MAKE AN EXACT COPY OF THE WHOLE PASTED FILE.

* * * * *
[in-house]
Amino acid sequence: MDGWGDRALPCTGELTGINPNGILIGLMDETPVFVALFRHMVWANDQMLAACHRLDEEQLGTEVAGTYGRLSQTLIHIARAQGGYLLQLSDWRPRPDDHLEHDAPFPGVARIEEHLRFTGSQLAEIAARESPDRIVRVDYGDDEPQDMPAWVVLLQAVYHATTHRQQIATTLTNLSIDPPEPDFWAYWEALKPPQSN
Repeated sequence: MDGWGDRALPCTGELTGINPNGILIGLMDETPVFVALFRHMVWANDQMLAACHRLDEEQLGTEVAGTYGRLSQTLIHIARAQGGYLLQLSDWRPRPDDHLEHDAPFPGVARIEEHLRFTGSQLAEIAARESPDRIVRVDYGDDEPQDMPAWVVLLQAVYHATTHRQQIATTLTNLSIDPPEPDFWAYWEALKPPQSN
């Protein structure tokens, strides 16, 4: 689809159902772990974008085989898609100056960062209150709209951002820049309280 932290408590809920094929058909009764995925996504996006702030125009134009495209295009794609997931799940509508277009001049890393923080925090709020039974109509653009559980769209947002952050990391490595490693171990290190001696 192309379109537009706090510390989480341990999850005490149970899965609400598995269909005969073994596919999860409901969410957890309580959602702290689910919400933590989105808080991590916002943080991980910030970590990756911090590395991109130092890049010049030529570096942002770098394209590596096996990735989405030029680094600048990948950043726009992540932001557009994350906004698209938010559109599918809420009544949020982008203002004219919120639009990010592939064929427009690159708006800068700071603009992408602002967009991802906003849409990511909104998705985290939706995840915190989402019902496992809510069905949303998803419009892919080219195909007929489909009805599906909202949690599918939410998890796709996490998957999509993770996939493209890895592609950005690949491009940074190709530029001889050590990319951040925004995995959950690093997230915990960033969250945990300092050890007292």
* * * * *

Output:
[in-house]
Amino acid sequence: MDGWGDRALPCTGELTGINPNGILIGLMDETPVFVALFRHMVWANDQMLAACHRLDEEQLGTEVAGTYGRLSQTLIHIARAQGGYLLQLSDWRPRPDDHLEHDAPFPGVARIEEHLRFTGSQLAEIAARESPDRIVRVDYGDDEPQDMPAWVVLLQAVYHATTHRQQIATTLTNLSIDPPEPDFWAYWEALKPPQSN
Repeated sequence: MDGWGDRALPCTGELTGINPNGILIGLMDETPVFVALFRHMVWANDQMLAACHRLDEEQLGTEVAGTYGRLSQTLIHIARAQGGYLLQLSDWRPRPDDHLEHDAPFPGVARIEEHLRFTGSQLAEIAARESPDRIVRVDYGDDEPQDMPAWVVLLQAVYHATTHRQQIATTLTNLSIDPPEPDFWAYWEALKPPQSN
């Protein structure tokens, strides 16, 4: 689809159902772990974008085989898609100056960062209150709209951002820049309280 932290408590809920094929058909009764995925996504996006702030125009134009495209295009794609997931799940509508277009001049890393923080925090709020039974109509653009559980769209947002952050990391490595490693171990290190001696 192309379109537009706090510390989480341990999850005490149970899965609400598995269909005969073994596919999860409901969410957890309580959602702290689910919400933590989105808080991590916002943080991980910030970590990756911090590395991109130092890049010049030529570096942002770098394209590596096996990735989405030029680094600048990948950043726009992540932001557009994350906004698209938010559109599918809420009544949020982008203002004219919120639009990010592939064929427009690159708006800068700071603009992408602002967009991802906003849409990511909104998705985290939706995840915190989402019902496992809510069905949303998803419009892919080219195909007929489909009805599906909202949690599918939410998890796709996490998957999509993770996939493209890895592609950005690949491009940074190709530029001889050590990319951040925004995995959950690093997230915990960033969250945990300092050890007292």